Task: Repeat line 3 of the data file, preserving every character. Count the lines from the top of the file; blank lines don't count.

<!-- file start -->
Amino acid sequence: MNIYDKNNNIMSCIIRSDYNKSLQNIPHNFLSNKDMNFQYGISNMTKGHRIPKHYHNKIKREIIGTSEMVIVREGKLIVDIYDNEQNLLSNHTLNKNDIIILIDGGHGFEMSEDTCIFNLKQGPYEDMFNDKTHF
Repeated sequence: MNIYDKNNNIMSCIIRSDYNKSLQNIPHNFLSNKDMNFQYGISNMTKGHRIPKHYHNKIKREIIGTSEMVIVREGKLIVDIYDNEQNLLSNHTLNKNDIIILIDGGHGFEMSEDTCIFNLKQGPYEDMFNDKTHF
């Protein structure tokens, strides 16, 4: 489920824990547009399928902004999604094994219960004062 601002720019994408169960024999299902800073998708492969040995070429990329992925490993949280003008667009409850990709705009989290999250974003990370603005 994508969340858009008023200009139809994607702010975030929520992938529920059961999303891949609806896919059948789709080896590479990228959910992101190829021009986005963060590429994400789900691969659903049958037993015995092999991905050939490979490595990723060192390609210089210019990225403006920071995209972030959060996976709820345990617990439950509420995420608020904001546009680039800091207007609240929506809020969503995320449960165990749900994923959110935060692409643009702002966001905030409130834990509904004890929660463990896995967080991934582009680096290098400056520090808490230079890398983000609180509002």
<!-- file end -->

């Protein structure tokens, strides 16, 4: 489920824990547009399928902004999604094994219960004062 601002720019994408169960024999299902800073998708492969040995070429990329992925490993949280003008667009409850990709705009989290999250974003990370603005 994508969340858009008023200009139809994607702010975030929520992938529920059961999303891949609806896919059948789709080896590479990228959910992101190829021009986005963060590429994400789900691969659903049958037993015995092999991905050939490979490595990723060192390609210089210019990225403006920071995209972030959060996976709820345990617990439950509420995420608020904001546009680039800091207007609240929506809020969503995320449960165990749900994923959110935060692409643009702002966001905030409130834990509904004890929660463990896995967080991934582009680096290098400056520090808490230079890398983000609180509002």